Almost immediately after your first EP and then debut album was released (on your own label), success was at your front door. Do you attribute that to, and I quote* “The most honest music I’ve ever written”? 
I had a song on our first E.P. (which was also on my debut album), “My Girl”, and I think it really resonated with people.  It really opened a lot of doors early on.  I’m super proud of that song and what it means to a lot of people.  Every night after the show I have people coming up saying, “man, you wrote that song about me”, etc, and that’s so cool when you can put something out there that other people can relate to on a daily basis.  

Talking about your first record, The reviews could not have been much better, that must have made you grin a bit.
Yeah, I’m super proud of the first album.  We put a lot of time into making it “just right”.  But, I have a great team that deserves a lot of credit for getting it out there and getting it heard.

Do you think ‘honesty’ has gone missing in big label country that’s on the radio today?
I think it’s all kind of part of it, and it takes all kinds to make the world go around.  I love a lot of the stuff that’s coming out of Nashville.

You’ve toured all over the States and the world, are you more of a studio guy or do you like the road and stage part of it all more?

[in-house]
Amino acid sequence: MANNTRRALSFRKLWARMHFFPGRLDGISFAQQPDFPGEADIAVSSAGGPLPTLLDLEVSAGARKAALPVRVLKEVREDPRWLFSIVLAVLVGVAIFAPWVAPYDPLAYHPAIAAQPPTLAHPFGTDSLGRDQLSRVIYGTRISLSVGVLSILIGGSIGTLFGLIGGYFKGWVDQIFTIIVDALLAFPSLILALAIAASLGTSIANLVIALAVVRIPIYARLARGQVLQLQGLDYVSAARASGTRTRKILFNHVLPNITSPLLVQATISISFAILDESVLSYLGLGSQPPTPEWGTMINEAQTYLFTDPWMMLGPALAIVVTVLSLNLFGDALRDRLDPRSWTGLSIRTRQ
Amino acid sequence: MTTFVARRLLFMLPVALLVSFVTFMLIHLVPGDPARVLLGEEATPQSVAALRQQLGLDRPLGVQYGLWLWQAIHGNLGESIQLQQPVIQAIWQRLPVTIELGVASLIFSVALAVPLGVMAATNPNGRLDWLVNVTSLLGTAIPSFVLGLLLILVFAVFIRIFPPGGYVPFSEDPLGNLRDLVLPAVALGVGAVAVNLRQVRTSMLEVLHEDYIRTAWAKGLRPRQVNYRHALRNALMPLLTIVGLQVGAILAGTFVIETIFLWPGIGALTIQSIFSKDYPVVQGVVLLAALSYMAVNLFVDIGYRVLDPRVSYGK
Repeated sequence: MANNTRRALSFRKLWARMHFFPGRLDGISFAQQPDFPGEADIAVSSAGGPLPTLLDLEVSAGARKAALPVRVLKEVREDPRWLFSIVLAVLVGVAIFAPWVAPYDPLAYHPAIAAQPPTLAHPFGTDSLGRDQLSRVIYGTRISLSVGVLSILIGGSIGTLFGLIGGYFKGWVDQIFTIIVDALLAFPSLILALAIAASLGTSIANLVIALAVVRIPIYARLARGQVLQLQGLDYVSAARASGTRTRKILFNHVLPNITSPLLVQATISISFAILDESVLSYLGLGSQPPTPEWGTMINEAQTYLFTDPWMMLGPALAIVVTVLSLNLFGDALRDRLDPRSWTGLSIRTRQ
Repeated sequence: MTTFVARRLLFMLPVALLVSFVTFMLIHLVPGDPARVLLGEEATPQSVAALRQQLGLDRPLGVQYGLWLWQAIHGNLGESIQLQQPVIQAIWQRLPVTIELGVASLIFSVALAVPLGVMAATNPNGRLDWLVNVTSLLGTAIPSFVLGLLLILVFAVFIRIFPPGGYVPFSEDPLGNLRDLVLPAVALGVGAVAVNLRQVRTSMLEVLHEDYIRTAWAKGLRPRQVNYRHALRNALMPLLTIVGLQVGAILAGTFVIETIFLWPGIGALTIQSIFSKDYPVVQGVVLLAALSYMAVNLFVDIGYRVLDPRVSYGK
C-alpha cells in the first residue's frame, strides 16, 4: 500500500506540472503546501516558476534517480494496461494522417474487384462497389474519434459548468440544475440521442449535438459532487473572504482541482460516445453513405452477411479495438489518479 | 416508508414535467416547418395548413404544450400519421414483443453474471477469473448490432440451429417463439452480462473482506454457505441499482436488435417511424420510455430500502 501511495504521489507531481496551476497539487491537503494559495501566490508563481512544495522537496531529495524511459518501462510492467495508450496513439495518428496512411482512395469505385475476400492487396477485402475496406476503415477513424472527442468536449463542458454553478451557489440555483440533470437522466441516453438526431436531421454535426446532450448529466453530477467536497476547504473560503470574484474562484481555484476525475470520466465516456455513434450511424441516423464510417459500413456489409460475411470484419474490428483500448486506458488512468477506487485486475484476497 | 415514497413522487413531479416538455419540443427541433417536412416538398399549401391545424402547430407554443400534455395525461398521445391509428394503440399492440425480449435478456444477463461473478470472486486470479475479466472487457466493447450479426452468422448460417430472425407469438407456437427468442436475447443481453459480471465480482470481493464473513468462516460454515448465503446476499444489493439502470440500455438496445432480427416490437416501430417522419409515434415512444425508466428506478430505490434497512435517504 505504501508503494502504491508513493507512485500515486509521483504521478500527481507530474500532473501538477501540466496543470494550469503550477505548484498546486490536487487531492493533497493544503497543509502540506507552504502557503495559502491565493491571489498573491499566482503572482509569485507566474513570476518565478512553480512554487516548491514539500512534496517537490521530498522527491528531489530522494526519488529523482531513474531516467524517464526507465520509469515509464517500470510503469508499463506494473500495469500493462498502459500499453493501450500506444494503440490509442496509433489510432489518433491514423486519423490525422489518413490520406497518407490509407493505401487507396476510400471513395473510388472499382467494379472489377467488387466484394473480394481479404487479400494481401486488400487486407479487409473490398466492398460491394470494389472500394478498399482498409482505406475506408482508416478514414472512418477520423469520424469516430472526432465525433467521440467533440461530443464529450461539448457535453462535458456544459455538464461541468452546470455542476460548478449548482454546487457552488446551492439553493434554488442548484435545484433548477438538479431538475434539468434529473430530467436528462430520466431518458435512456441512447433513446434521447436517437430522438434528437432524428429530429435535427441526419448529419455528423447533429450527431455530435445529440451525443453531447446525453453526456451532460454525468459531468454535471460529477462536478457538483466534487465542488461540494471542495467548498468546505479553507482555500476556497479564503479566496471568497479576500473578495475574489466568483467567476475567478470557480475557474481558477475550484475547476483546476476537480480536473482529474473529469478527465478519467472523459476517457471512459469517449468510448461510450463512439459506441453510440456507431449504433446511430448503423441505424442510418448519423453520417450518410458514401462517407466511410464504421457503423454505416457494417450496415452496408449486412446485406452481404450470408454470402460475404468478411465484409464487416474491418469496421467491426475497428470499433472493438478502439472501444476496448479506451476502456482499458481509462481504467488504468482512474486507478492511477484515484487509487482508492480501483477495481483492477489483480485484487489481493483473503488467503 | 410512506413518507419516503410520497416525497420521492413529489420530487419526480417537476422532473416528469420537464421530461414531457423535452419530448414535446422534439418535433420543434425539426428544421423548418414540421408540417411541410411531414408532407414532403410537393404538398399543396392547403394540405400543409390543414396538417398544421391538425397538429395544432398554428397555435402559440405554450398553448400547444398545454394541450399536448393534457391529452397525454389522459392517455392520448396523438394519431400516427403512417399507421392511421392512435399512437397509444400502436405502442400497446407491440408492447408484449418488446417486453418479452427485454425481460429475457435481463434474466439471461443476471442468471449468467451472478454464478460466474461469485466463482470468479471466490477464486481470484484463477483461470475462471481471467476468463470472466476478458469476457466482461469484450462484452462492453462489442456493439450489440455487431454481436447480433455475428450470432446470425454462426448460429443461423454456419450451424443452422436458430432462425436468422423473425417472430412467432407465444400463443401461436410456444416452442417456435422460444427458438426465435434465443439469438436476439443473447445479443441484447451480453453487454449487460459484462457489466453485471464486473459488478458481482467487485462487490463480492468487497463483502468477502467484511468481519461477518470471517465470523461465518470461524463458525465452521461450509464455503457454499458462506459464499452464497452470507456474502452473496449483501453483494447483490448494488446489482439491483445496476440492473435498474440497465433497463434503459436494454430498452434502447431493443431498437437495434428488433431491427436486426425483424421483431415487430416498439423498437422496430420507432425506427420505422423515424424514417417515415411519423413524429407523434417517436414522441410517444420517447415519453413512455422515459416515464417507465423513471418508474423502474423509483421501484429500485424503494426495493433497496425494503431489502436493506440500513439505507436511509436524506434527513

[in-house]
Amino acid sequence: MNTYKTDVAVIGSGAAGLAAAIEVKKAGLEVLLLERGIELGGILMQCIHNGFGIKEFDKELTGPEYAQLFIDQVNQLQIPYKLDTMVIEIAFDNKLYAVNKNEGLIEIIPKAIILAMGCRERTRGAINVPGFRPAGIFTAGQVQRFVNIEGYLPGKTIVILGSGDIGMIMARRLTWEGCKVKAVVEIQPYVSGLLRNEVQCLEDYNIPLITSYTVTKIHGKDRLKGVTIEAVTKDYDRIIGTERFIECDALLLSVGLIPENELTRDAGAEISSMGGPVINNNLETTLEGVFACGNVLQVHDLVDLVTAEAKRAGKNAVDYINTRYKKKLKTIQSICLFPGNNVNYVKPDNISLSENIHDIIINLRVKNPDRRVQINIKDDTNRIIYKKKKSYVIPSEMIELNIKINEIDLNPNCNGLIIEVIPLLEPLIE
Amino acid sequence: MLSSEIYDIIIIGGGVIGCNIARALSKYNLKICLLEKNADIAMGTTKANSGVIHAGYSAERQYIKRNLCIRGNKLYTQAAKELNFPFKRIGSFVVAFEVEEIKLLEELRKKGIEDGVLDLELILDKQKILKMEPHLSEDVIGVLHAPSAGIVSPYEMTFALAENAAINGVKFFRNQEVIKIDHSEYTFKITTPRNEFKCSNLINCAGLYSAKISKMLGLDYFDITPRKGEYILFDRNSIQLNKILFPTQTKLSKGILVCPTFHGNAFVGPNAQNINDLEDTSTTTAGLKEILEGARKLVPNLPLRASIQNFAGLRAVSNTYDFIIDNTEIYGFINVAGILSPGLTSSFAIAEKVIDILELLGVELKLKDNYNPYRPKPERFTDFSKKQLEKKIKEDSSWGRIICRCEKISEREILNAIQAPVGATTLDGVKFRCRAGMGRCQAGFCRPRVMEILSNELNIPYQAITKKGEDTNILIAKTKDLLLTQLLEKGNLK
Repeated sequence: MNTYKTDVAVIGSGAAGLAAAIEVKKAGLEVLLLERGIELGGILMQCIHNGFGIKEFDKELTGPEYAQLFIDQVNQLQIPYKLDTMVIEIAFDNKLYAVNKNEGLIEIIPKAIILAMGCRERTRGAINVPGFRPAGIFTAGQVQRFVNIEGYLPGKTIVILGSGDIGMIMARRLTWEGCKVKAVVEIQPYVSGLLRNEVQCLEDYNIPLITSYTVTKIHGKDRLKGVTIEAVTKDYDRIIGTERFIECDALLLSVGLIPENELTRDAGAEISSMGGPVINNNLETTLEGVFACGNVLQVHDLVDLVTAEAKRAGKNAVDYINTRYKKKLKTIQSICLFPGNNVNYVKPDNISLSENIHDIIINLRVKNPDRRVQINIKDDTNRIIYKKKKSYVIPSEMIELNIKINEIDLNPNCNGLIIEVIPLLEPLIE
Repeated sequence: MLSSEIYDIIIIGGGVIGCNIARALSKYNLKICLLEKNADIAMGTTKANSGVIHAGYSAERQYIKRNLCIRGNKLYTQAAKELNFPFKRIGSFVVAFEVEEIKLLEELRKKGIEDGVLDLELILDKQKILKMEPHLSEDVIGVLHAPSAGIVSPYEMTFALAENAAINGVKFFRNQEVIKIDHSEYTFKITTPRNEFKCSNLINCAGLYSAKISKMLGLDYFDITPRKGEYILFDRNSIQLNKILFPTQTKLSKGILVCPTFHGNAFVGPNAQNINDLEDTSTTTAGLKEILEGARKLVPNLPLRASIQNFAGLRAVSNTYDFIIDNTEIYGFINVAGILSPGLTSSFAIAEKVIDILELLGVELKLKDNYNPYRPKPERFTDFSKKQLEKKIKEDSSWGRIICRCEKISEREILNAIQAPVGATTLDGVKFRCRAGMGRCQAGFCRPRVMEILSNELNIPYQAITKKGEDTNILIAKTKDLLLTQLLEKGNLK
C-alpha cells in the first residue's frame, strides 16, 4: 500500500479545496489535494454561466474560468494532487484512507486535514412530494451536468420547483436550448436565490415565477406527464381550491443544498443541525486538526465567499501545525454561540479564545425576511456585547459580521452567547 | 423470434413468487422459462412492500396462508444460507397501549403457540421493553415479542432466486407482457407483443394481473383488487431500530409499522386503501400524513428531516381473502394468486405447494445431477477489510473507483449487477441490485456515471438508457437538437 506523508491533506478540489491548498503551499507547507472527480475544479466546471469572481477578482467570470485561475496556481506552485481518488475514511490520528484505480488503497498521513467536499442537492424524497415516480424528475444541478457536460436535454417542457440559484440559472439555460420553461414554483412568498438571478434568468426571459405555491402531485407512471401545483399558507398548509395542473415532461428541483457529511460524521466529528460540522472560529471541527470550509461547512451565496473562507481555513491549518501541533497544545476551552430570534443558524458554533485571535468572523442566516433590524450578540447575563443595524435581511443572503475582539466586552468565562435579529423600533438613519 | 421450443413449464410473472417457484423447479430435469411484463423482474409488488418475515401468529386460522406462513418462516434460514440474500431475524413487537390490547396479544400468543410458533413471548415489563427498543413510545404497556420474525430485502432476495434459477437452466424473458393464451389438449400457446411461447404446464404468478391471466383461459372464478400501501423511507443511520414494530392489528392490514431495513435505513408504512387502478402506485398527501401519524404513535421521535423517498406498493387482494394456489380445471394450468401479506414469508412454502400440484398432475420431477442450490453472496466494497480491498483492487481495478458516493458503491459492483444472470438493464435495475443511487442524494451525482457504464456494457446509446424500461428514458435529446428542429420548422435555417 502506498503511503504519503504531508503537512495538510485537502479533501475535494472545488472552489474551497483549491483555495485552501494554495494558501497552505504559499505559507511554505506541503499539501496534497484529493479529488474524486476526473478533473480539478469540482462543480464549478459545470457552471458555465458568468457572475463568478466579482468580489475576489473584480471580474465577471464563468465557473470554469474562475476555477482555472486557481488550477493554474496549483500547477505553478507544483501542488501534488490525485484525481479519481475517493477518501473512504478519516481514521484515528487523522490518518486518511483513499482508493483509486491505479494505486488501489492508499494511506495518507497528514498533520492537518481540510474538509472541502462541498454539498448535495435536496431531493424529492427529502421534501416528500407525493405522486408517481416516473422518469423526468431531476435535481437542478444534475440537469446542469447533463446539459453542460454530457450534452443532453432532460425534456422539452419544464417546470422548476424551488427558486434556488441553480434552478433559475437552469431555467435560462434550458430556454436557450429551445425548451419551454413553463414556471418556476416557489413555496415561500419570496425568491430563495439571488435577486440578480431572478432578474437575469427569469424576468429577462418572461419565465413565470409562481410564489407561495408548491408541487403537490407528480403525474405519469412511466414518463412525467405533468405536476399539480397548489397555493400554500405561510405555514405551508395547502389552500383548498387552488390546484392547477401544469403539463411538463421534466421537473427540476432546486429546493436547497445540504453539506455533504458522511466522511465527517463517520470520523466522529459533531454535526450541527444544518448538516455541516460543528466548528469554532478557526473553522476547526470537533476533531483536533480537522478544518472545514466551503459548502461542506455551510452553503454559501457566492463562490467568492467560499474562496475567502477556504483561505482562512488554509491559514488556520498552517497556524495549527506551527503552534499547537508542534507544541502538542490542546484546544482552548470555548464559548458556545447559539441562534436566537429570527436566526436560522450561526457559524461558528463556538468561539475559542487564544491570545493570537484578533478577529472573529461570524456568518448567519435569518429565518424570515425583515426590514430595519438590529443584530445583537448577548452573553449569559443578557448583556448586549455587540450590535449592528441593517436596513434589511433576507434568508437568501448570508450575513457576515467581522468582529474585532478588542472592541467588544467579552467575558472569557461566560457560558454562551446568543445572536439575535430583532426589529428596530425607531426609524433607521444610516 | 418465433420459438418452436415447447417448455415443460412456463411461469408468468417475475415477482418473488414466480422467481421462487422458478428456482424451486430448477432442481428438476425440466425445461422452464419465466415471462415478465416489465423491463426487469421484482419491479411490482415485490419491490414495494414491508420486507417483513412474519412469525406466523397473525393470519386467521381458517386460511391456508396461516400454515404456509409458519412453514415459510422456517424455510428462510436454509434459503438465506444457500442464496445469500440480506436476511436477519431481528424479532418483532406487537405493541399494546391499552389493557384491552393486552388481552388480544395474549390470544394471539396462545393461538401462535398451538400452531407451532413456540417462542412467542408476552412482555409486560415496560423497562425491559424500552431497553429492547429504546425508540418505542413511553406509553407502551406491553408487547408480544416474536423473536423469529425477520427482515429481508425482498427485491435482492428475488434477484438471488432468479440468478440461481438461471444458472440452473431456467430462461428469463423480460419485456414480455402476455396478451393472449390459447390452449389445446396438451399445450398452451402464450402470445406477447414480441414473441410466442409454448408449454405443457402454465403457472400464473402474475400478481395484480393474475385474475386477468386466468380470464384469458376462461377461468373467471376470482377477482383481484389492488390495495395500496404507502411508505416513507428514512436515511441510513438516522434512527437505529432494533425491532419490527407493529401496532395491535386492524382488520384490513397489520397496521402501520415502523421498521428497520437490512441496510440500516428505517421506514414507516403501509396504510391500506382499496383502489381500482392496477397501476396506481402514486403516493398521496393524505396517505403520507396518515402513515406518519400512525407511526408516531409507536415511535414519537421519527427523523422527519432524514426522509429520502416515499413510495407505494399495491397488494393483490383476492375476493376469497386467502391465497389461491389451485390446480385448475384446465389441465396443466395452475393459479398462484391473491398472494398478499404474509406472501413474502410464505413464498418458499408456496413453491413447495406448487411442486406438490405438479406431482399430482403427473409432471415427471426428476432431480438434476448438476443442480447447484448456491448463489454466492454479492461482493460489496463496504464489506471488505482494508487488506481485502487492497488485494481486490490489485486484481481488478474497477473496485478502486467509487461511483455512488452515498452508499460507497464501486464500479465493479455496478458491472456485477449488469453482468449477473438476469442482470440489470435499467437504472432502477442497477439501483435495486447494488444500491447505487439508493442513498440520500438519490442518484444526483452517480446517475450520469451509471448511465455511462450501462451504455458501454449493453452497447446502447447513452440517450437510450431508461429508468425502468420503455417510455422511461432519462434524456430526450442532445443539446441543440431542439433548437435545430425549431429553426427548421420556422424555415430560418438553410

I love to entertain.  I honestly enjoy all aspects of the music business.  I love being in the studio producing and being creative, and I love traveling and meeting people.  And I love running a label and look forward to signing bands when the time is right.

You’re a busy man, you have a new album “Before The Sun Comes Up”, what can we expect? Any big sound/style changes coming our way?
I think it’s a feel-good album for the most part.  Wanted to write from the mind-perspective of a 16-18 year old, and about all the things you experience during those primitive years.   Driving, hanging with the boys, falling in love, getting your heart broken, etc.

Why did you decide to work with Dwight Baker (Kelly Clarkson/Blue October) on this one? 
Dwight and I were introduced by a mutual friend and really hit it off.  I felt like he was into the material and I felt like he could really push us forward commercially while keeping the raw integrity we’ve tried to live by.

The music business is an always-changing machine full of life lessons. Can you pass any on to the young up and coming artists out there?
I feel like great songs are lost a lot of times in the hustle and bustle of social media.  And while I feel like that is definitely important, at the end of the day, it’s all about the song.  I would tell anyone to put out the best material you can.

You’ve made mention that you like to blur genres, which is the best way to break down your sound. Would you say that the ultimate way to understand John David Kent is to listen to the music?
Yeah, I guess so, without trying to sound too pretentious.  I just try to do what I do and hope people like it.  

When can we expect to see you in Europe?
We just got back from France playing the  Country Rendez-Vous Festival, and it was a riot.  I can’t wait to get back over there, and hopefully we’ll be able to play more shows in more countries.  I’ve always loved the European audiences.

Thank you for talking with us.
Thank you so much for the great questions and the opportunity to talk to you.  I appreciate the support!!!!!!!!

Anytime, we're fans of what you do. 

To find all things John David Kent, click HERE!
JDK on Facebook, click HERE!